Psychosom Med 2002 Nov-Dec;64(6):916-20
Ackerman KD, Heyman R, Rabin BS, Anderson BP, Houck PR, Frank E, Baum A.
Departments of Psychiatry (K.D.A., B.P.A., P.R.H., E.F., A.B.), Neurology (R.H.), Pathology (B.S.R.), and Psychology (A.B.), University of Pittsburgh, Pittsburgh, Pennsylvania.
We longitudinally monitored life events and health changes in patients with multiple sclerosis (MS) to determine whether stressful events may trigger exacerbation of MS.
Twenty-three women with MS were followed for 1 year. Each subject completed the Psychiatric Epidemiologic Research Interview on a weekly basis. Further information on potentially stressful events was acquired using the Life Events and Difficulties Schedule. Neurologic symptoms were also monitored on a weekly basis throughout the year. Potential MS exacerbations were confirmed by a neurologist who was blind to the presence and timing of stressors.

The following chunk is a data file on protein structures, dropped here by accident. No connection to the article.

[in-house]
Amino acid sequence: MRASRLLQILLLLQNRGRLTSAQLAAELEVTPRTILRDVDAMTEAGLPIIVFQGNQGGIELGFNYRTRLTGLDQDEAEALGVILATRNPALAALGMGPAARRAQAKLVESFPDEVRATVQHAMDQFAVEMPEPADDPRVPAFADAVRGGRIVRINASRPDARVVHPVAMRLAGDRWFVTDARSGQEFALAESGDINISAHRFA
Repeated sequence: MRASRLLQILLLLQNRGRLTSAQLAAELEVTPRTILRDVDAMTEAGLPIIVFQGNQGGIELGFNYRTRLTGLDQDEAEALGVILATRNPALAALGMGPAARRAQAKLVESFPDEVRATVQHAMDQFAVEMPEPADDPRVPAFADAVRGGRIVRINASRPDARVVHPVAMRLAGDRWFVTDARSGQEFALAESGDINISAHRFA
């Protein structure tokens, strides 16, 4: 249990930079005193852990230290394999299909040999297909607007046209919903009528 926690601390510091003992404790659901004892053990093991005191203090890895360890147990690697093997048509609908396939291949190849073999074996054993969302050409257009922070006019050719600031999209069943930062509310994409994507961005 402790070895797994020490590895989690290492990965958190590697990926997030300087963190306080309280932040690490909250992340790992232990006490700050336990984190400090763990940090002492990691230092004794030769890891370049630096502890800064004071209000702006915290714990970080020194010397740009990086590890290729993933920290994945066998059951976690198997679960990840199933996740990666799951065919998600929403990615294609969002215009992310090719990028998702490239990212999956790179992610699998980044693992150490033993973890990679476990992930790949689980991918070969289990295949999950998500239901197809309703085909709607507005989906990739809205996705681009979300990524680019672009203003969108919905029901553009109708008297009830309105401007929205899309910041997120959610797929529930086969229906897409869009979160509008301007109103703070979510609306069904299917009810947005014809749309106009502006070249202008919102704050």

Eighty-five percent of MS exacerbations were associated with stressful life events in the preceding 6 weeks. Stressful life events occurred an average of 14 days before MS exacerbations, compared with 33 days before a randomly selected control date (p <.0001). Survival analysis confirmed that an increase in frequency of life events was associated with greater likelihood of MS exacerbations (hazard ratio = 13.18, p <.05).
These results are consistent with the hypothesis that stress is a potential trigger of disease activity in patients with relapsing-remitting MS.